The Cleveland Clinic

Weight Loss:
Controlling How Much You Eat

One of the key ways to maintain a healthy weight is to control your portion sizes. Research has shown that Americans often underestimate how many calories they are consuming each day by as much as 25%

What Does Serving Size Mean?

Use the list below to gain a perspective on how much food a recommended serving size really is; it may be much smaller than you realize.

According to the USDA, 1 serving equals:

  • 1 slice of whole-grain bread
  • 1/2 cup of cooked rice or pasta
  • 1/2 cup of mashed potatoes
  • 3-4 small crackers
  • 1 small pancake or waffle
  • 2 medium-sized cookies
  • 1/2 cup cooked or raw vegetables
  • 1 cup (4 leaves) lettuce
  • 1 small baked potato
  • 3/4 cup vegetable juice
  • 1 medium apple
  • 1/2 grapefruit or mango
  • 1/2 cup berries
  • 1 cup yogurt or milk
  • 1 1/2 ounces of cheddar cheese
  • 1 chicken breast
  • 1 medium pork chop
  • 1/4 pound hamburger patty

A good guideline to help you understand portion sizes is to translate the abstract information represented by the serving size into something visual that's easily remembered. So instead of trying to memorize lists of ounces, cups and tablespoons, simply compare the serving sizes of particular foods to familiar physical objects. For example, a single serving of:

  • Vegetables or fruit is about the size of your fist
  • Pasta is about the size of one scoop of ice cream
  • Meat, fish or poultry is the size of a deck of cards or the size of your palm (minus the fingers).
  • Snacks such as pretzels and chips is about the size of a cupped handful
  • Apple is the size of a baseball
  • Potato is the size of a computer mouse
  • Bagel is the size of a hockey puck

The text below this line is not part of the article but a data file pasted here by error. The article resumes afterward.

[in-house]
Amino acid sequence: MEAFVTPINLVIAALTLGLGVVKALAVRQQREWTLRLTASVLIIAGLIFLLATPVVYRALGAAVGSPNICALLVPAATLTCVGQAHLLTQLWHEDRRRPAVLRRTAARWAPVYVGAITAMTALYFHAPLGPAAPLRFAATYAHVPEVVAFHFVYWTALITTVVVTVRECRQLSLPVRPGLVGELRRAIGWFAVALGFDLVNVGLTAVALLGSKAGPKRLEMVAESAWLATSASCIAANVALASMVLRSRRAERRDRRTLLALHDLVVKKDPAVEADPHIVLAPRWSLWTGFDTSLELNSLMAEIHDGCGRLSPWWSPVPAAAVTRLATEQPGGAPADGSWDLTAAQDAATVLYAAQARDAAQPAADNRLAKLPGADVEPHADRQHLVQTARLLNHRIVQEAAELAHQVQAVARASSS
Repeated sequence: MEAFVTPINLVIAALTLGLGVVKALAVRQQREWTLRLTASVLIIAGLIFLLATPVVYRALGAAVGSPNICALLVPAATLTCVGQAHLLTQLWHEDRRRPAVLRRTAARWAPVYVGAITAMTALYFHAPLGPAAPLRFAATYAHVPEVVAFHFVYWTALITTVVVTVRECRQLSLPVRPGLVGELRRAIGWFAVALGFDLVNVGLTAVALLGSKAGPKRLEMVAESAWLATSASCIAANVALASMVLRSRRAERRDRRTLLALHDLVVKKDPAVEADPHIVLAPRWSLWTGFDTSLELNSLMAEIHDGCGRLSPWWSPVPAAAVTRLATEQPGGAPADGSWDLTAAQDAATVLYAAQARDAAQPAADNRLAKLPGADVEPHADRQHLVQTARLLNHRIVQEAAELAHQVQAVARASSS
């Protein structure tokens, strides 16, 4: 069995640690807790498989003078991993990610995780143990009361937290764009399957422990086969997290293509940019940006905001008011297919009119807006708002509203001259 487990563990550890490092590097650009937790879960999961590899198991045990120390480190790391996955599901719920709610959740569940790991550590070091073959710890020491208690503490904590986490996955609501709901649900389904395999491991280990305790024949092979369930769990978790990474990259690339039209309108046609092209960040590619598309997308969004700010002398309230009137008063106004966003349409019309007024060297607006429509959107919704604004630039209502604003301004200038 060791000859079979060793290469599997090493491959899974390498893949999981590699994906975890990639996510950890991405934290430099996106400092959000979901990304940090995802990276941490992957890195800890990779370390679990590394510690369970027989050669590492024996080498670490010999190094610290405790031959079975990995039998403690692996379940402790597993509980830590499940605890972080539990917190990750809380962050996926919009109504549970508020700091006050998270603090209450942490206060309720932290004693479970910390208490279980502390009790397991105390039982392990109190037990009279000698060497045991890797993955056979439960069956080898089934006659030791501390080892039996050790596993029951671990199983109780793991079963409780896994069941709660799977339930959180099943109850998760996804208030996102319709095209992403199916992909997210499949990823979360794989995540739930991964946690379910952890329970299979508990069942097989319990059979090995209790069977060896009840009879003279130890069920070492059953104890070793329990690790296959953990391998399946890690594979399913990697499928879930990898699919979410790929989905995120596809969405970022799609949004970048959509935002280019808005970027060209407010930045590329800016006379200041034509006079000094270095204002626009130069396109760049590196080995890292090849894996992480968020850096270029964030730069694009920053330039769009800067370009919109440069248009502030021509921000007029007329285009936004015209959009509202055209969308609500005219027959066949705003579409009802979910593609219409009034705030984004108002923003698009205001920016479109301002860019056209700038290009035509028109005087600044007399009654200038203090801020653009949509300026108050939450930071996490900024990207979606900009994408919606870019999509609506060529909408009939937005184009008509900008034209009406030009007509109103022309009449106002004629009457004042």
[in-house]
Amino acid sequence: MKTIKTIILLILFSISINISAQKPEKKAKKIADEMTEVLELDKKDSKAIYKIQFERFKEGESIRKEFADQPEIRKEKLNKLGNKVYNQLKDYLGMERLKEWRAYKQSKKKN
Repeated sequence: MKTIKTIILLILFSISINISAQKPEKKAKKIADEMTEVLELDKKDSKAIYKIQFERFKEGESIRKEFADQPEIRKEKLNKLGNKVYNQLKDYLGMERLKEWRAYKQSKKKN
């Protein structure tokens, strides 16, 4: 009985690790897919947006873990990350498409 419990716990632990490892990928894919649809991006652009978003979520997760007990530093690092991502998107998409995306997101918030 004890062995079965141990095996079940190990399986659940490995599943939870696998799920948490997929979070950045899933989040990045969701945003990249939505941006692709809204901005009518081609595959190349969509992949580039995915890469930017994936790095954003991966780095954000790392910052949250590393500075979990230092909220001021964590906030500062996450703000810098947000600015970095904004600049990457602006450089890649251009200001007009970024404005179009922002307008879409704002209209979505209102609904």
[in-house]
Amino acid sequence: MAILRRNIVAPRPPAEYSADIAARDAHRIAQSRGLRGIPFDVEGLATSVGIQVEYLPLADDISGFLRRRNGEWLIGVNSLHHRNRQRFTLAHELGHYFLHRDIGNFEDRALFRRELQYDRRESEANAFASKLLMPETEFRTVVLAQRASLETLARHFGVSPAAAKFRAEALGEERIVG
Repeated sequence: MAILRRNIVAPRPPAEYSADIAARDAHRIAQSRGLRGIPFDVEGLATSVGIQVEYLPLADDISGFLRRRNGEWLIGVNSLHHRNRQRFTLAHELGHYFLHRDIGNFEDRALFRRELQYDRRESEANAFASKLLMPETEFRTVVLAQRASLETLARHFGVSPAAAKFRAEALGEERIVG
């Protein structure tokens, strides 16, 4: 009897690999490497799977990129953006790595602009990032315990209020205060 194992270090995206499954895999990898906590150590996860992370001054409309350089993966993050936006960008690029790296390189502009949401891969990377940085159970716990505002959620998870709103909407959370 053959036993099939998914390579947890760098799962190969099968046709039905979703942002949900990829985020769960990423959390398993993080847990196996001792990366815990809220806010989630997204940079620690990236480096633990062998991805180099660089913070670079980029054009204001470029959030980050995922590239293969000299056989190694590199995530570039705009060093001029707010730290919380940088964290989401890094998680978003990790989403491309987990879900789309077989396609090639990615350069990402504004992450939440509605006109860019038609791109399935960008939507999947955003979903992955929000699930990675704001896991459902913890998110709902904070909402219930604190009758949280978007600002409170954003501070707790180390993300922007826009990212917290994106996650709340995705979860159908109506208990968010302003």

• Pancake is the size of a compact disc
  • Steamed rice is the size of a cupcake wrapper
  • Cheese is the size of a pair of dice or the size of your whole thumb (from the tip to the base)

The best way to determine the amount of food in a given serving is to look at the Nutrition Facts label and measure it out. Although this may not be practical or that much fun, if you are able to take the time, you will soon be able to "eyeball" the amount of food and know whether there is too much or too little.

For example, filling a measuring cup with the proper sized portion of vegetables, rice, etc. and then emptying it onto a plate will help you learn what these serving sizes look like. Take note of how much of the plate is covered; this will help you in the future, even if you only do it once. Simply by having and implementing this knowledge, you will have taken an important step in managing your weight.

Other ways of developing and maintaining proper portion control include:

At home

  • Use smaller dishes at meals.
  • Serve food in the appropriate portion amounts and don't go back for seconds.
  • Put away any leftovers in separate, portion-controlled amounts. Consider freezing the portions you likely won't eat for a while.
  • Never eat out of the bag or carton.
  • Don't keep platters of food on the table; you are more likely to "pick" at it or have a second serving without even realizing it.

At restaurants

  • Ask for half or smaller portions.
  • Eyeball your appropriate portion, set the rest aside, and ask for a doggie bag right away. Servings at many restaurants are often big enough to provide lunch for two days.
  • If you have dessert, share.

At the supermarket

  • Beware of "mini-snacks" -- tiny crackers, cookies, and pretzels. Most people end up eating more than they realize, and the calories add up.
  • Choose foods packaged in individual serving sizes.
  • If you're the type who eats ice cream out of the carton, pick up ice cream sandwiches or other individual size servings.

Reviewed by the Department of Nutrition Therapy at The Cleveland Clinic.

Edited by Charlotte Grayson, MD, WebMD, August 2004.

Portions of this page © The Cleveland Clinic 2000-2004


Last Editorial Review: 7/12/2005